Last year it was determined that the 750 greenback cutthroat trout living in Bear Creek near Jones park are the only genetically pure greenback cutthroat left. The US Forest Service was sued by environmental groups for not sufficiently protected these fish. Last fall Bear Creek Trail (666) and Captain Jacks Trail (667) were closed to dirt bikes and camping was prohibited in the area.
I’ve been hiking and riding these trails for over 25 years. Here’s a Jones Park ride report from a couple years ago. The Ring the Peak mountain bike race also uses these trails.
Now the Forest Service is proposing closing 3.5 miles of trail along Bear Creek to all users. While I’m for protecting the fish and agree there’s still erosion problems in spite of all the work the dirt bike groups have done, I have trouble believing closing the trails is necessary.
It seems strange that such a heavily used area is the only place that the fish have survived. Since they have survived, why is it necessary to close the trails? It seems that rerouting the trail in places and adding more erosion control should be sufficient.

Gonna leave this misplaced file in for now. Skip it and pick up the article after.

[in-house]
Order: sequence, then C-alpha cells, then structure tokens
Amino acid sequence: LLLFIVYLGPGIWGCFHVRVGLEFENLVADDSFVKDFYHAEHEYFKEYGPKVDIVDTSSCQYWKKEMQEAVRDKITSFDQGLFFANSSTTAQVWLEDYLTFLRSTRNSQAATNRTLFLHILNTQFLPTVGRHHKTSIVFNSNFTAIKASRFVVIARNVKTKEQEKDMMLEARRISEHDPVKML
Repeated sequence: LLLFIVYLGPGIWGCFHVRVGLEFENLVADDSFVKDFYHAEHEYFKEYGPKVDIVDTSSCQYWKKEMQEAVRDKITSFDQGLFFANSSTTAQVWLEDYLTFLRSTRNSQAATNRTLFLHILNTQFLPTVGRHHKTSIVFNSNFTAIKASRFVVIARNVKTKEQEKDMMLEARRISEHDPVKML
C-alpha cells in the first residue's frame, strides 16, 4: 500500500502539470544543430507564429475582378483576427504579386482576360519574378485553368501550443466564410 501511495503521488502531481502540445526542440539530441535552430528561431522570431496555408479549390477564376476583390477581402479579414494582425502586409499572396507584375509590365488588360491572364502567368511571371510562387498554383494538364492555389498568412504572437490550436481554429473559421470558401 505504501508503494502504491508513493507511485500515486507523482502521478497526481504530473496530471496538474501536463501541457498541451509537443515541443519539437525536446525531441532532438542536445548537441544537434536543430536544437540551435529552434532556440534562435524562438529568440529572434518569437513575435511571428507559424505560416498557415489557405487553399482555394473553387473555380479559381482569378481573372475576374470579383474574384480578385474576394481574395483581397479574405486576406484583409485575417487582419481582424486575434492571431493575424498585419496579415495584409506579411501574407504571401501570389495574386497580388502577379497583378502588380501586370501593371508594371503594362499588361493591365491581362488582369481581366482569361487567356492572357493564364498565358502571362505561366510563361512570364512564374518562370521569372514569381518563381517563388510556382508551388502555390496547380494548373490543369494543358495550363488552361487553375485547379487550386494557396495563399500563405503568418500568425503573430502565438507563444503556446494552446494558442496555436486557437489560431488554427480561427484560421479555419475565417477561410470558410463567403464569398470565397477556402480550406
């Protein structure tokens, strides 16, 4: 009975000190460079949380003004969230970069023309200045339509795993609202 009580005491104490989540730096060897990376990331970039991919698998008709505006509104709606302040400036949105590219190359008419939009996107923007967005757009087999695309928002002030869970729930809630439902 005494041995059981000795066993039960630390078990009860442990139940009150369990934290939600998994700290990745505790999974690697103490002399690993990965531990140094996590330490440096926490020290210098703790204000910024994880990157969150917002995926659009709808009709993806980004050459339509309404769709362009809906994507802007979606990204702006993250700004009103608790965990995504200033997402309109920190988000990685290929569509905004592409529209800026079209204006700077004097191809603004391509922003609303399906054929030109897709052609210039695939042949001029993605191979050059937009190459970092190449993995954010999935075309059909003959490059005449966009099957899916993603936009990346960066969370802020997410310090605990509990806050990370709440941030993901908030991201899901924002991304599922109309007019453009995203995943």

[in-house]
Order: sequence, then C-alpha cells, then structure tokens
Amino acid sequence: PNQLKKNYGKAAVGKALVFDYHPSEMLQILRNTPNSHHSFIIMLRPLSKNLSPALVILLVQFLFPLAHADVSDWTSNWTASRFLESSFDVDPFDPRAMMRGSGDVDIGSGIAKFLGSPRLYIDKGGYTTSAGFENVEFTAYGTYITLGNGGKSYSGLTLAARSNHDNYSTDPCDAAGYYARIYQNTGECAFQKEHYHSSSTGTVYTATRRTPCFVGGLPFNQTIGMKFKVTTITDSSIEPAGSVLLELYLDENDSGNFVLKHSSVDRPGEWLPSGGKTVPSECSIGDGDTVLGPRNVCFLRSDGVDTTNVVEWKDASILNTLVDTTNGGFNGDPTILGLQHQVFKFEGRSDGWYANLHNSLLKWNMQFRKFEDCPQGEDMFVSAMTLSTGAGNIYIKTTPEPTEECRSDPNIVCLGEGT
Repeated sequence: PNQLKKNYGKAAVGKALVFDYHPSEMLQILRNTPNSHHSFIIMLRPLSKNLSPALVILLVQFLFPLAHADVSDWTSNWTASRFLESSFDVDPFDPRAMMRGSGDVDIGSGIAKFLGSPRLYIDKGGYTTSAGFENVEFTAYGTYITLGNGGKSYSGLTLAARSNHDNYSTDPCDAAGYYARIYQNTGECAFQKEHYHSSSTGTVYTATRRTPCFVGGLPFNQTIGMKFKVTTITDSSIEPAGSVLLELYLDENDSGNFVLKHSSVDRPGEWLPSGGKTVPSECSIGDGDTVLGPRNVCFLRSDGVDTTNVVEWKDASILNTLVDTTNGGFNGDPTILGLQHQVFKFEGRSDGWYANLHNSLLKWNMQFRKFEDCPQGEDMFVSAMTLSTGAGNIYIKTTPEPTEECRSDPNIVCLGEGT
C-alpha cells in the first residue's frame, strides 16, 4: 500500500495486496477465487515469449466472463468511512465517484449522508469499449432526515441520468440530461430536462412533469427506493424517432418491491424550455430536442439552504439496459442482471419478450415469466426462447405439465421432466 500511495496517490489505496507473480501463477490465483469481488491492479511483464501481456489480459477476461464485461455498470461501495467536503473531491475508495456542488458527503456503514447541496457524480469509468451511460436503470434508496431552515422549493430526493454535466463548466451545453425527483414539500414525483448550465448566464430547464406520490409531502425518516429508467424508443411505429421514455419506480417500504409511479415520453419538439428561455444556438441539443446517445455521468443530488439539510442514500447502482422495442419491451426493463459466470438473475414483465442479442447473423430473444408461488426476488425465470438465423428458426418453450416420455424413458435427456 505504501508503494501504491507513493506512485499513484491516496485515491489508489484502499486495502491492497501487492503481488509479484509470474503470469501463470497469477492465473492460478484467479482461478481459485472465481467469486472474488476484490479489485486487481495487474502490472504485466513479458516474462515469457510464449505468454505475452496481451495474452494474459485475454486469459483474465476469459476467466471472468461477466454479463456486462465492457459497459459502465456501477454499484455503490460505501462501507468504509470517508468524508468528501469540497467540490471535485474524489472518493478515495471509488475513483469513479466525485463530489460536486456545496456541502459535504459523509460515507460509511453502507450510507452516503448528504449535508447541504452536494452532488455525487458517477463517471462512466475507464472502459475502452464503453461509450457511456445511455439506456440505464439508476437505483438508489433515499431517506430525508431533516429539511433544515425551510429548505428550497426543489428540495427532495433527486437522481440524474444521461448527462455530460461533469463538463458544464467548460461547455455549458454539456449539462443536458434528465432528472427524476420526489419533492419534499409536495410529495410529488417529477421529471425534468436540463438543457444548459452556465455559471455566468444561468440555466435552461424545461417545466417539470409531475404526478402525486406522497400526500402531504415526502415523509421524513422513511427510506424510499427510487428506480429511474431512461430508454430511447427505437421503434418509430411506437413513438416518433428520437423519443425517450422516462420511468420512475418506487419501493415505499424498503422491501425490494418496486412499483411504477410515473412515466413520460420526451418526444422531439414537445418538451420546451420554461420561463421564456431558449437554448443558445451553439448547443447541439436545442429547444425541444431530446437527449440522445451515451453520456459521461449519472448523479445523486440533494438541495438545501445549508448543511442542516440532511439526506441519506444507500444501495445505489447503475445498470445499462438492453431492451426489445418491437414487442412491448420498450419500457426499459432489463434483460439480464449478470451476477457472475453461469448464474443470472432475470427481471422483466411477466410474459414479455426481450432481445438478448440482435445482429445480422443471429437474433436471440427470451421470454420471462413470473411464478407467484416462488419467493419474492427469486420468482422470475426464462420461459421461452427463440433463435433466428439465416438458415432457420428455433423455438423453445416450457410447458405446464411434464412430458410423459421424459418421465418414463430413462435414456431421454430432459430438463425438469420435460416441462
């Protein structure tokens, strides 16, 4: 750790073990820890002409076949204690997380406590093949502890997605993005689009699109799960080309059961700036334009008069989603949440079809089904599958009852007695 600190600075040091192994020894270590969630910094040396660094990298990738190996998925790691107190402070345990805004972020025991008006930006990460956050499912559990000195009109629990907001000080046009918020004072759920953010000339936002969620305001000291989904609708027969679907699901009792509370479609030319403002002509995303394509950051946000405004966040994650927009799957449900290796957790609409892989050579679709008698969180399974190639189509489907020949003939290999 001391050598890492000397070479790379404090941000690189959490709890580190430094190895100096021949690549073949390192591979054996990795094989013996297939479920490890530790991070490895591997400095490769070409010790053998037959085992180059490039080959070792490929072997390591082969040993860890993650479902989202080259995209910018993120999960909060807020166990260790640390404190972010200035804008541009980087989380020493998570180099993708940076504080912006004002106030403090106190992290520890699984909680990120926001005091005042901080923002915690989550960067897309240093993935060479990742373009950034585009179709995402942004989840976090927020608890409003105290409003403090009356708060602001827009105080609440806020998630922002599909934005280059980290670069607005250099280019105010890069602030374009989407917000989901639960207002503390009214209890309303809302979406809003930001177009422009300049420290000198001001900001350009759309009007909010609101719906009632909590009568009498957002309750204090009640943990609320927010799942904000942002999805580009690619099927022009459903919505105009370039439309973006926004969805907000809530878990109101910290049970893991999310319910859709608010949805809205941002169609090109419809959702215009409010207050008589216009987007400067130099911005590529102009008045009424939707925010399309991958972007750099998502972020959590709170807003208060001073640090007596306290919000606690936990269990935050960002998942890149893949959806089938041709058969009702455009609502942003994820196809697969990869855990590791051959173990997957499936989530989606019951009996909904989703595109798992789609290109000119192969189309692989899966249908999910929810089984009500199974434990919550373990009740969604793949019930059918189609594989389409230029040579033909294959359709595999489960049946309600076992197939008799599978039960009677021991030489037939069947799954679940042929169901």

The USFS has a webpage with a several detailed documents on the assessment process. The detailed trail assessment includes a map of the affected trails.
The proposal has some possible trail reroutes and at least one would allow connection to the proposed Missing Link Trail which would be really cool to have completed. The information on these possible reroutes start on page 74 of the trail assessment document. Medicine Wheel has some good comments on the proposals.
Tonight, Thursday March 4th, there will be an Open House from 4:00 – 9:00 p.m. at the Leon Young Service Center (1521 Hancock Expressway, Colorado Springs, Colorado 80903).
If you can’t make the open house, you can provide comments through April 30th, 2013 by mail, fax, or email to:
Bear Creek Watershed Restoration Project
Pikes Peak Ranger District
601 S. Weber Street
Colorado Springs, CO 80903
(719) 477-4233 fax